In the 1860s, a manuscript version of this map, perhaps this very example, was collected by Captain Gustave Leon Niox (1840 - 1921) of the French Corps Expéditionnaire to reference in compiling a comprehensive and cartographically superior map of Mexico for use during the War of the Second French Intervention in Mexico (1861 - 1867). When the Corps Expéditionnaire arrived in Veracruz in 1861, the best available maps of the region were Antonio Garcia y Cubas's Atlas, his Carta General de la Republica Mexicana, Henri Saussure's map of Mexico and the Gulf of Mexico, and an incomplete American map of the Mexico Valley. To stage a successful invasion, French military commanders realized they needed a better map. They complied documents, new military surveys, and Mexican sources, including this map, into a working army map known as Carte d'Ensemble des Directions suivies par les Colonnes Expeditionnaires. That map, the largest and most accurate map of Mexico then available, was published by the Depot de Guerre in Paris in 1873, well after the end of the war, as the Carte du Mexique. On that Depot de Guerre map, the cartography in the river systems and delta just south of Veracruz draws directly from the present manuscript.
The Corps Expéditionnaire and the Route of the Second French Intervention in Mexico
Several clues suggest that both this map and the example at the Boston Public Library, were likely produced for the 1861 French invasion. First, the road indicated on both maps extending from the port city of Alvarado to Orizaba, corresponds to the route taken by the Corps Expéditionnaire on their way to Mexico City. It is noteworthy that the French invasion followed this southerly route as opposed to the easier more northerly route through Jalapa taken by most earlier American and Spanish invaders. That the Orizaba route is noted here, but not the Jalapa route, closely associates this manuscript map with the second French invasion.
Another Clue and the Black Christ of Otatitlán
Another clue linking this map to the French invasion appears in the text of the map. The city of Otatitlán is here identified as Otatitlán ou Santuario. The French word for 'or', 'ou' is used instead of the Spanish 'o', suggesting that this map was drawn by a Frenchman. Santuario refers to Otatitlán's role as the sanctuary for one of three mysterious, supposedly miraculous, Cristo Negro or 'Black Christ' figures located in Mexico and Guatemala. Although the town's name was never officially Santuario, pilgrims to the Cristo Negro typically referred to it as such.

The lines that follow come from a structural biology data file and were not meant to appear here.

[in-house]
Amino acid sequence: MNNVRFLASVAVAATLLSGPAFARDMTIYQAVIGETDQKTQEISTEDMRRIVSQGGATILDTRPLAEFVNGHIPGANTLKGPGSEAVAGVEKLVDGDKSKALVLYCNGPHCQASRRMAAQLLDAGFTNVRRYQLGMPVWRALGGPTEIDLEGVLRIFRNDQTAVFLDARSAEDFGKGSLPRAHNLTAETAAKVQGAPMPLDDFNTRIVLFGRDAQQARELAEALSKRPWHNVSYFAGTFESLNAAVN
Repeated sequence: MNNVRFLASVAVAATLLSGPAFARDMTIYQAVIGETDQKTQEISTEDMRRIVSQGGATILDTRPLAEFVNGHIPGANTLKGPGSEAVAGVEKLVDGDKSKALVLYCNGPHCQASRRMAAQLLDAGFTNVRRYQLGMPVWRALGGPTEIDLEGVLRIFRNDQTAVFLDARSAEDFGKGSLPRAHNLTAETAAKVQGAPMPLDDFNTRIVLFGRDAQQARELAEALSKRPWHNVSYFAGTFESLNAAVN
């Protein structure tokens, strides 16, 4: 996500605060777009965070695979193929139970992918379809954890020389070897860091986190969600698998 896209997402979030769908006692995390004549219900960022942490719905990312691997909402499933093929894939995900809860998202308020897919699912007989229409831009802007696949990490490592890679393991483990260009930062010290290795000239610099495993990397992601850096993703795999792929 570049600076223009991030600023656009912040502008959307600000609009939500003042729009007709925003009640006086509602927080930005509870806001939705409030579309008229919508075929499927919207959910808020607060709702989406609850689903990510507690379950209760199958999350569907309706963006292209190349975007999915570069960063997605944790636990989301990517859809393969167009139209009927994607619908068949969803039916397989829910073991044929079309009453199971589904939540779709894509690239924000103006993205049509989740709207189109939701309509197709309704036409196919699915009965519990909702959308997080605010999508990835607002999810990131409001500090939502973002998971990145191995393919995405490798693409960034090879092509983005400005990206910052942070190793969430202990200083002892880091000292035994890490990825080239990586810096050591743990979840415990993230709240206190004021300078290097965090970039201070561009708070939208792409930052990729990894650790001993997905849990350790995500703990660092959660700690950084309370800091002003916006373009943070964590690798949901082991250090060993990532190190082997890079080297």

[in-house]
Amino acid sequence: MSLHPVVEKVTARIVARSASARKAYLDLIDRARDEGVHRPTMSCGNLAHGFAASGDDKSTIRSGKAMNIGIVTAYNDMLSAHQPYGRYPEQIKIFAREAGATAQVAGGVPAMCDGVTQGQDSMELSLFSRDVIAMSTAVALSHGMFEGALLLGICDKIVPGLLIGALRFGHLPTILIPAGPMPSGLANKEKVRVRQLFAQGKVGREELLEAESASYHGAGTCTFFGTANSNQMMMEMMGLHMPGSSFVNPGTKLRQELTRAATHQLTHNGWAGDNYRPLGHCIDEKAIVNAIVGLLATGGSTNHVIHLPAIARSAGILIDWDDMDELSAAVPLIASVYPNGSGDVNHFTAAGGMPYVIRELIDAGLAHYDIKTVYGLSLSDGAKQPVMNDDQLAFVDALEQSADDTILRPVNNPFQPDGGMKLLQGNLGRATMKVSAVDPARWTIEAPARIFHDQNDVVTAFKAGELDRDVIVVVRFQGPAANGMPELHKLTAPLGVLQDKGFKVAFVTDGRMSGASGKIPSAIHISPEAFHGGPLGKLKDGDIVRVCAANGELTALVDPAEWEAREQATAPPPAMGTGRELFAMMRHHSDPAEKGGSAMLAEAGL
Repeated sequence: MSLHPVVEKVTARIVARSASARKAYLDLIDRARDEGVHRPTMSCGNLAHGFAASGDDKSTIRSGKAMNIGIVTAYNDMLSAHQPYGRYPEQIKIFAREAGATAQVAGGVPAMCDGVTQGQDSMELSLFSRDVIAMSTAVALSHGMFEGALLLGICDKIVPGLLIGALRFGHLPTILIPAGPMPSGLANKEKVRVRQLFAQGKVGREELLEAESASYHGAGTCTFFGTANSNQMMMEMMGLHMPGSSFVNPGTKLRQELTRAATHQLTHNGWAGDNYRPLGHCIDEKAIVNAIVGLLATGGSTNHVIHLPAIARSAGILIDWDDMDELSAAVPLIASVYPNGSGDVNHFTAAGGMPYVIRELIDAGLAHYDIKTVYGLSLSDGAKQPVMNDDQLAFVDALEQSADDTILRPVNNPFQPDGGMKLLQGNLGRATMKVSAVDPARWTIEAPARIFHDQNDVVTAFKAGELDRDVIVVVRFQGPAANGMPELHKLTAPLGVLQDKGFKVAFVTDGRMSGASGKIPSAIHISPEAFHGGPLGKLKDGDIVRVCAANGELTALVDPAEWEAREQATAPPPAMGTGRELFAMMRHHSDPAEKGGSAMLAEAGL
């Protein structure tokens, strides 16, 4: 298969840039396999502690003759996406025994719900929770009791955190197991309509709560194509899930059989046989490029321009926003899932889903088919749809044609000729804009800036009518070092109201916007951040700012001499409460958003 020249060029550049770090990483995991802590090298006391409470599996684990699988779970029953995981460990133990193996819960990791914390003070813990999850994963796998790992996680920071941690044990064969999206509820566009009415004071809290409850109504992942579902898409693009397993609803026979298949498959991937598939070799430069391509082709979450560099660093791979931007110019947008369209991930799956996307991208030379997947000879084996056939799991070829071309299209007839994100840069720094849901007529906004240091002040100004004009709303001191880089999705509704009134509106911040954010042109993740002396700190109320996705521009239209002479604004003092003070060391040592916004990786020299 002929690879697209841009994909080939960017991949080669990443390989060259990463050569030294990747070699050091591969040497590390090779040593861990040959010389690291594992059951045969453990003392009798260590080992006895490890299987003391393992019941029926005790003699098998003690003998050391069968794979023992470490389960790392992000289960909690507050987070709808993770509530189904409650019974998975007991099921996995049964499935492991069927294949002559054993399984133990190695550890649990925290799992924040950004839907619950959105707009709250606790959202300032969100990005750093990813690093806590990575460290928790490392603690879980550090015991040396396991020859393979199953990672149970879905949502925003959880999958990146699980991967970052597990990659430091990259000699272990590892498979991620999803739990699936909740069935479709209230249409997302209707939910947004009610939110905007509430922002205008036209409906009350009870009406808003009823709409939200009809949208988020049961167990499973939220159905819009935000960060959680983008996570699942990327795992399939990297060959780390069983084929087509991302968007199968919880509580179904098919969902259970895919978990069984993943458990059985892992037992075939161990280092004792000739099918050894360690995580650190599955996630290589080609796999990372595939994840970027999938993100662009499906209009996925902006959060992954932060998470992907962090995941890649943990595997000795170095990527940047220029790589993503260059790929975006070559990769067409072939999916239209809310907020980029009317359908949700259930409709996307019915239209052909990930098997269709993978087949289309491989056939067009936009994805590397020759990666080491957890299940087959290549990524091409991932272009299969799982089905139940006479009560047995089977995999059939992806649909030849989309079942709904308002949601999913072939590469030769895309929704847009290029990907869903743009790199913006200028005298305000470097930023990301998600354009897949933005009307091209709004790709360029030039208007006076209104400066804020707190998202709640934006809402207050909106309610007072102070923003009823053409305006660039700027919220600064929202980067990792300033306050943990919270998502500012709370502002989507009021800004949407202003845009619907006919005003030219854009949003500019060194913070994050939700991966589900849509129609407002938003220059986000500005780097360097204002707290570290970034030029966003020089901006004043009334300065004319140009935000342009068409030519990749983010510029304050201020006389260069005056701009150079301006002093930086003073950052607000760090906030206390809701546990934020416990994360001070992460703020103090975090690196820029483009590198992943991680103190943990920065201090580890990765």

Oaxaca – A Cartographer's Work in Progress
One of the most fascinating aspects of this map are the pencil annotations appearing in the vicinity of Oaxaca (Oajaca). Similar marks do not appear on the Boston Public Library example. Although slightly sloppier than the inked cartography, these pencil notes are identifiably in the same hand. Towns are identified with question marks, roads are crossed out, and there is some evidence of erasing. These annotations lead us to believe that this map was a cartographer's map – a work in progress that, for whatever reason, remained unfinished.
Our conclusions on this piece suggest that it is a French copy of a Spanish manuscript map looted from the archives of Mexico City by the Corps Expéditionnaire. The Oaxaca annotations indicate that this was a working cartographer's map, probably crafted by a French or French trained Mexican military engineer active under Captain Noix, who was responsible for assembling the Carte du Mexique. This may have been the mysterious figure, A. G. Lleva, to whom the latitude and longitude scales are attributed. All in all, an extremely important map that redefined the cartography of southern Veracruz state and influenced two 19th century Mexican Wars.
Very good. Paper thin w/ margin extensions and backing on archival tissue.
Boston Public Library, Leventhal Center, G4412.T4 1850 .I87. Niox, Gustave Léon, Expédition du Mexique, 1861-1867, 1874. Orozco y Berra, Manuel Materiales para una cartografie Mexicana, #1125. Boletín de la Sociedad de Geografía y Estadística, page 81.